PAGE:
Re: CONLANG Digest - 24 Sep 2003 to 25 Sep 2003 (#2003-271)
|From:||Andreas Johansson <andjo@...>|
|Date:||Saturday, September 27, 2003, 10:44|
M. Astrand wrote:
> >--- Andreas Johansson <andjo@...> wrote:
> >> PS Hanging on to this list is going to fulfill
> >> one very practical purpose for
> >> me during this year - saving my English! I'm
> >> amazed and dismayed to see that
> >> after only one week of speaking mostly German,
> >> it's an mental effort to switch
> >> to English. Has anyone else going to a foreign
> >> country experienced anything
> >> similar?
> Do you mean you can keep languages from blocking each other, when *not* in
> a foreign country?
Well, sort of. Before, the English word for X would pop up in my head each time
I in the middle of a sentence realized I didn't know the next word in German,
and sometimes English words appeared uninvitedly in Swedish sentences -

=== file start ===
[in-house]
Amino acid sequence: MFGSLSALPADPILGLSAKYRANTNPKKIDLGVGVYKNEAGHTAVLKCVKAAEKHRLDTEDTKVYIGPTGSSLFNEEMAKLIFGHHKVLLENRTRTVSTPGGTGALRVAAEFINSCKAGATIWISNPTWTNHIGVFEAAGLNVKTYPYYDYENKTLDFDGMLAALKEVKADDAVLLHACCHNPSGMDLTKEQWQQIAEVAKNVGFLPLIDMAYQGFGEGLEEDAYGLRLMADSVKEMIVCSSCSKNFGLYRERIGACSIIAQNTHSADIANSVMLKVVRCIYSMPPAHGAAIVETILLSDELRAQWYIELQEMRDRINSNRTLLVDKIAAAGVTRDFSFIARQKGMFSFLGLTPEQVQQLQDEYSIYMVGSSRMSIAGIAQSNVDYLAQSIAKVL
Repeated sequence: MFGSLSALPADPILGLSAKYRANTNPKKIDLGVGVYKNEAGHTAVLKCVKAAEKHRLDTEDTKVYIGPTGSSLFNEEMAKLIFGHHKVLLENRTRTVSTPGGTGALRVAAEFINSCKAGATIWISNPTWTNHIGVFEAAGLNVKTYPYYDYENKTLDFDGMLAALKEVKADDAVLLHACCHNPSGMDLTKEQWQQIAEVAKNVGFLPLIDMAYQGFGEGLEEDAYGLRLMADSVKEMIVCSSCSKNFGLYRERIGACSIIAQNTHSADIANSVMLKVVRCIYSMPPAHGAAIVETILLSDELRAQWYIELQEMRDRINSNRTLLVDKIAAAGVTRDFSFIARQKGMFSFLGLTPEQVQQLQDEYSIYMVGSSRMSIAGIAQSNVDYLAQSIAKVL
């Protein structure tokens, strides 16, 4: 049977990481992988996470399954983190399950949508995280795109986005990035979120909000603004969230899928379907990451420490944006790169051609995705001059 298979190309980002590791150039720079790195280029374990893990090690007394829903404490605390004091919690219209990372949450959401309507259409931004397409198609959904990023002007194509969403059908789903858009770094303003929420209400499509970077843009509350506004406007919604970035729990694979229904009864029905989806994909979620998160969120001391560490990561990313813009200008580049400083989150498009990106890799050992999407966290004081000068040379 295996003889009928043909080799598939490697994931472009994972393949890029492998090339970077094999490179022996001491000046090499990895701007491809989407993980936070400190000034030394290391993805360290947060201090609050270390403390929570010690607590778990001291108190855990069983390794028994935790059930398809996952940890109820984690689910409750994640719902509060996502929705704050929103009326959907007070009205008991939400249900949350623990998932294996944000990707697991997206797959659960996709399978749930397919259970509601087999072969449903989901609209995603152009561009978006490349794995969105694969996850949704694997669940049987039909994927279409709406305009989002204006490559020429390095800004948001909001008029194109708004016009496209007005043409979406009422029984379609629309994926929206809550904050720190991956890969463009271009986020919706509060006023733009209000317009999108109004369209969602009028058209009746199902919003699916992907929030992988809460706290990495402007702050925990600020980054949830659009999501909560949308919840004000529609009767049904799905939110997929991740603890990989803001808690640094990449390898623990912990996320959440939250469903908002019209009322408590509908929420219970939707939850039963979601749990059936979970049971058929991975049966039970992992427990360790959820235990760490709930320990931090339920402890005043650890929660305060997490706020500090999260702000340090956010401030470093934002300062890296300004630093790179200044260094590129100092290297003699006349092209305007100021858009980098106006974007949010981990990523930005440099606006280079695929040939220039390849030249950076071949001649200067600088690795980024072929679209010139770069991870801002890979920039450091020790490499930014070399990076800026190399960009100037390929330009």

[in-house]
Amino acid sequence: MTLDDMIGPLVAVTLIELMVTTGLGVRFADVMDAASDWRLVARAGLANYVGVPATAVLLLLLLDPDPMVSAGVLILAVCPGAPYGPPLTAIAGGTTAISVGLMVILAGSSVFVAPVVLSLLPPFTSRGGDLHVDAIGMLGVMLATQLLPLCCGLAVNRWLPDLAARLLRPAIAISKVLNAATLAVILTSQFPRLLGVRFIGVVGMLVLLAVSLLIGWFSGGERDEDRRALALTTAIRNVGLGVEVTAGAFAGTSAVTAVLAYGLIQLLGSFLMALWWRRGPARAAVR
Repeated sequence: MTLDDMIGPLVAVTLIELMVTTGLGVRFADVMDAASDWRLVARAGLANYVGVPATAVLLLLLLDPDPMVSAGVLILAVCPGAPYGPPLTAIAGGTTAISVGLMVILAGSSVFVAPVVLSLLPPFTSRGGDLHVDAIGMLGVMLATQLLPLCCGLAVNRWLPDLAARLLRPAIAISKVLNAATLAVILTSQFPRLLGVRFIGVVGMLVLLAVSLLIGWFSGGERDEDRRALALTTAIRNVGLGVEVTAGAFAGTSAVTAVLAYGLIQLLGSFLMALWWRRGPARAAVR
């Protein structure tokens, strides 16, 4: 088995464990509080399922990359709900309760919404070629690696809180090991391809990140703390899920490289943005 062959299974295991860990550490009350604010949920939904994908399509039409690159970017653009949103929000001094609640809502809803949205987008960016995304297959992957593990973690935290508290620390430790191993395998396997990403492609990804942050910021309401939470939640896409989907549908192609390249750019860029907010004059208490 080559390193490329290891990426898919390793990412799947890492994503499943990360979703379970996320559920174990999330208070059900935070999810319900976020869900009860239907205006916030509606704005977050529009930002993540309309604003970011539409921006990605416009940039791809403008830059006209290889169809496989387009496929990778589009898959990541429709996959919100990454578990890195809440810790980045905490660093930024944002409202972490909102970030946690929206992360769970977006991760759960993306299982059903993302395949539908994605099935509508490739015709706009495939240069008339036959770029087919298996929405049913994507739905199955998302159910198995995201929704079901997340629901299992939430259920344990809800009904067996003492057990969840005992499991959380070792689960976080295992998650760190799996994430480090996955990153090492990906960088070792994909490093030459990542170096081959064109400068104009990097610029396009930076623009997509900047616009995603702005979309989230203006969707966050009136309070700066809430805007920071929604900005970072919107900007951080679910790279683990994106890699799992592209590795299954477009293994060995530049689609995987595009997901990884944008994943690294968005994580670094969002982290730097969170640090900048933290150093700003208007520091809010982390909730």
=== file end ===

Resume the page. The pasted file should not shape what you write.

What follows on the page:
typically words from subjects, like linguistics, I've mostly studied in
English - but finding myself totally unable to utter a sentence in a language
which I've used every day for years because it's blocked by a language I'm less
good at speaking is a totally new experience.
> Speaking three different Germanic languages seems to have created all kinds
> of unhelpful software in my brain.
I sometimes think it were better if I'd learnt Swahili and Chukchi instead of
English and German. The almost-familiar is not infrequently worse than the out-
Just for masochism value, perhaps one should one day take the time to learn
Dutch properly? I can already read it half the time, but learning to speak or
write it would no doubt create alot of new interestingly unhelpful neuronal